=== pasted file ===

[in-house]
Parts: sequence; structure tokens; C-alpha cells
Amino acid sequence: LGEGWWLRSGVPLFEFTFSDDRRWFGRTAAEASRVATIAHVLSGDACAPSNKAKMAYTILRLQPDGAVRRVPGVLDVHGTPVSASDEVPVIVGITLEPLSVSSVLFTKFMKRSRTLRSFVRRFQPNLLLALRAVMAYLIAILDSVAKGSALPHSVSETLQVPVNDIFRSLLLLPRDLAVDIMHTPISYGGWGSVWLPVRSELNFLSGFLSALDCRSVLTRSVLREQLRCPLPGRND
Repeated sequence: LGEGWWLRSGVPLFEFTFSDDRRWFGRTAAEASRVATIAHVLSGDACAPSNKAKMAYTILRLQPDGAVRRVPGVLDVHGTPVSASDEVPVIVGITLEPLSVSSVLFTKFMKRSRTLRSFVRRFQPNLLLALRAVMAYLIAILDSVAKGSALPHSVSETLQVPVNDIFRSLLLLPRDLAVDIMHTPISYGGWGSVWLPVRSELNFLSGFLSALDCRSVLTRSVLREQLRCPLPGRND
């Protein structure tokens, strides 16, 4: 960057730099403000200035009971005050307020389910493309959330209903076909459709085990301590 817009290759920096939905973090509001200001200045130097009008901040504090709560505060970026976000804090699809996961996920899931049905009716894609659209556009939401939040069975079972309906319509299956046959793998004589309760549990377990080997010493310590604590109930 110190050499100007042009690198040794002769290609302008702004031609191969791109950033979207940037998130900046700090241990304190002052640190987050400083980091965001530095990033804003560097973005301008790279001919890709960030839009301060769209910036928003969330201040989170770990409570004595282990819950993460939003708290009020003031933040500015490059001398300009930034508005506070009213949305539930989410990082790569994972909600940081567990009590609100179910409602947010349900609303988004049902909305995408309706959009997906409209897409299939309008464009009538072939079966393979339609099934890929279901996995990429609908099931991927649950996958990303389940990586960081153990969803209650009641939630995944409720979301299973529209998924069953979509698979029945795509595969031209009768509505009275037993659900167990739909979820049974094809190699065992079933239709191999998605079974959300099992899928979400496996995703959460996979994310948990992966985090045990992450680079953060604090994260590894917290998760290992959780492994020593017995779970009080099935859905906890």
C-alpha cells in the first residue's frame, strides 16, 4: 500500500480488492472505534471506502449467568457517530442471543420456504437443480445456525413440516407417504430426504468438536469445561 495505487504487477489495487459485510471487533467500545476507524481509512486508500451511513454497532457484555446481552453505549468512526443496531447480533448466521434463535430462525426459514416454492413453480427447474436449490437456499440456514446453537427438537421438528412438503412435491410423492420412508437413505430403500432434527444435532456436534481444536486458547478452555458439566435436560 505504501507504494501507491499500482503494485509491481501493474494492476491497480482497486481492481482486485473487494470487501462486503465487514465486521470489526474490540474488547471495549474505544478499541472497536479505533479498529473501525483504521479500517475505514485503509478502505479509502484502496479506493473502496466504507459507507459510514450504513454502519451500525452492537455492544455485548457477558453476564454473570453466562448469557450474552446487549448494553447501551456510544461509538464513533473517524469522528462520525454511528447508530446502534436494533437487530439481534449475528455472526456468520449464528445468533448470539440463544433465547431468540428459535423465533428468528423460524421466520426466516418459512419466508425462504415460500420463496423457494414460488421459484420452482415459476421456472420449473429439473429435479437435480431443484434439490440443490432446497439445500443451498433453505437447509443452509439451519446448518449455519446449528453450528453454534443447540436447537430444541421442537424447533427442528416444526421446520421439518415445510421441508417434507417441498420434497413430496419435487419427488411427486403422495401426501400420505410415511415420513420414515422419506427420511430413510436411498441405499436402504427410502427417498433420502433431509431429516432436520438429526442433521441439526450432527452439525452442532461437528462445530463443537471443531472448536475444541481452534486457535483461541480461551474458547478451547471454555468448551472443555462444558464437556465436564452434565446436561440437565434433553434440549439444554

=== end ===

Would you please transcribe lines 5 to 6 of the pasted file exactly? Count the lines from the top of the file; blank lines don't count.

């Protein structure tokens, strides 16, 4: 960057730099403000200035009971005050307020389910493309959330209903076909459709085990301590 817009290759920096939905973090509001200001200045130097009008901040504090709560505060970026976000804090699809996961996920899931049905009716894609659209556009939401939040069975079972309906319509299956046959793998004589309760549990377990080997010493310590604590109930 110190050499100007042009690198040794002769290609302008702004031609191969791109950033979207940037998130900046700090241990304190002052640190987050400083980091965001530095990033804003560097973005301008790279001919890709960030839009301060769209910036928003969330201040989170770990409570004595282990819950993460939003708290009020003031933040500015490059001398300009930034508005506070009213949305539930989410990082790569994972909600940081567990009590609100179910409602947010349900609303988004049902909305995408309706959009997906409209897409299939309008464009009538072939079966393979339609099934890929279901996995990429609908099931991927649950996958990303389940990586960081153990969803209650009641939630995944409720979301299973529209998924069953979509698979029945795509595969031209009768509505009275037993659900167990739909979820049974094809190699065992079933239709191999998605079974959300099992899928979400496996995703959460996979994310948990992966985090045990992450680079953060604090994260590894917290998760290992959780492994020593017995779970009080099935859905906890």
C-alpha cells in the first residue's frame, strides 16, 4: 500500500480488492472505534471506502449467568457517530442471543420456504437443480445456525413440516407417504430426504468438536469445561 495505487504487477489495487459485510471487533467500545476507524481509512486508500451511513454497532457484555446481552453505549468512526443496531447480533448466521434463535430462525426459514416454492413453480427447474436449490437456499440456514446453537427438537421438528412438503412435491410423492420412508437413505430403500432434527444435532456436534481444536486458547478452555458439566435436560 505504501507504494501507491499500482503494485509491481501493474494492476491497480482497486481492481482486485473487494470487501462486503465487514465486521470489526474490540474488547471495549474505544478499541472497536479505533479498529473501525483504521479500517475505514485503509478502505479509502484502496479506493473502496466504507459507507459510514450504513454502519451500525452492537455492544455485548457477558453476564454473570453466562448469557450474552446487549448494553447501551456510544461509538464513533473517524469522528462520525454511528447508530446502534436494533437487530439481534449475528455472526456468520449464528445468533448470539440463544433465547431468540428459535423465533428468528423460524421466520426466516418459512419466508425462504415460500420463496423457494414460488421459484420452482415459476421456472420449473429439473429435479437435480431443484434439490440443490432446497439445500443451498433453505437447509443452509439451519446448518449455519446449528453450528453454534443447540436447537430444541421442537424447533427442528416444526421446520421439518415445510421441508417434507417441498420434497413430496419435487419427488411427486403422495401426501400420505410415511415420513420414515422419506427420511430413510436411498441405499436402504427410502427417498433420502433431509431429516432436520438429526442433521441439526450432527452439525452442532461437528462445530463443537471443531472448536475444541481452534486457535483461541480461551474458547478451547471454555468448551472443555462444558464437556465436564452434565446436561440437565434433553434440549439444554